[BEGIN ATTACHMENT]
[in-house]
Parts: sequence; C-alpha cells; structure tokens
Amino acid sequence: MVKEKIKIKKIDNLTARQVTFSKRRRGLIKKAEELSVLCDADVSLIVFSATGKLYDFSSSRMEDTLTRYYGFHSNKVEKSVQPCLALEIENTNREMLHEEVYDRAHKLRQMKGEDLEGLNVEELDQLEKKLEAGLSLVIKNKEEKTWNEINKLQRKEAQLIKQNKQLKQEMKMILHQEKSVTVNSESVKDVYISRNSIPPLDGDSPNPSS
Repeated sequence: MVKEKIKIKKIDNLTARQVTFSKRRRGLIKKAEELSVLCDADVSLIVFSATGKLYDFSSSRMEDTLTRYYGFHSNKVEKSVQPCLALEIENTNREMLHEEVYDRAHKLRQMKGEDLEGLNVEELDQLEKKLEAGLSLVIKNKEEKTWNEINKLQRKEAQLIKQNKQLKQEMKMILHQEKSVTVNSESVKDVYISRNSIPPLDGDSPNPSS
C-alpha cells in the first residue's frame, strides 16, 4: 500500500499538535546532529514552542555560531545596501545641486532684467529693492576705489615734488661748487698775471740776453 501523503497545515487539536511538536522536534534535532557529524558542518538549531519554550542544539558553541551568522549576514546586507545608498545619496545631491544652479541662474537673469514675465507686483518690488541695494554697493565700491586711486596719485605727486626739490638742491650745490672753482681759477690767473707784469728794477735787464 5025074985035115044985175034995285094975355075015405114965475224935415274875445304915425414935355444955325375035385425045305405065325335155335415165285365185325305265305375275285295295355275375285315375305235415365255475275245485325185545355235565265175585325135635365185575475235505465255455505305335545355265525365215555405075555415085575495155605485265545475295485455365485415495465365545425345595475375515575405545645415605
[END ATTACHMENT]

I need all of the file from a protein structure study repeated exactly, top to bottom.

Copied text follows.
[in-house]
Parts: sequence; C-alpha cells; structure tokens
Amino acid sequence: MVKEKIKIKKIDNLTARQVTFSKRRRGLIKKAEELSVLCDADVSLIVFSATGKLYDFSSSRMEDTLTRYYGFHSNKVEKSVQPCLALEIENTNREMLHEEVYDRAHKLRQMKGEDLEGLNVEELDQLEKKLEAGLSLVIKNKEEKTWNEINKLQRKEAQLIKQNKQLKQEMKMILHQEKSVTVNSESVKDVYISRNSIPPLDGDSPNPSS
Repeated sequence: MVKEKIKIKKIDNLTARQVTFSKRRRGLIKKAEELSVLCDADVSLIVFSATGKLYDFSSSRMEDTLTRYYGFHSNKVEKSVQPCLALEIENTNREMLHEEVYDRAHKLRQMKGEDLEGLNVEELDQLEKKLEAGLSLVIKNKEEKTWNEINKLQRKEAQLIKQNKQLKQEMKMILHQEKSVTVNSESVKDVYISRNSIPPLDGDSPNPSS
C-alpha cells in the first residue's frame, strides 16, 4: 500500500499538535546532529514552542555560531545596501545641486532684467529693492576705489615734488661748487698775471740776453 501523503497545515487539536511538536522536534534535532557529524558542518538549531519554550542544539558553541551568522549576514546586507545608498545619496545631491544652479541662474537673469514675465507686483518690488541695494554697493565700491586711486596719485605727486626739490638742491650745490672753482681759477690767473707784469728794477735787464 5025074985035115044985175034995285094975355075015405114965475224935415274875445304915425414935355444955325375035385425045305405065325335155335415165285365185325305265305375275285295295355275375285315375305235415365255475275245485325185545355235565265175585325135635365185575475235505465255455505305335545355265525365215555405075555415085575495155605485265545475295485455365485415495465365545425345595475375515575405545645415605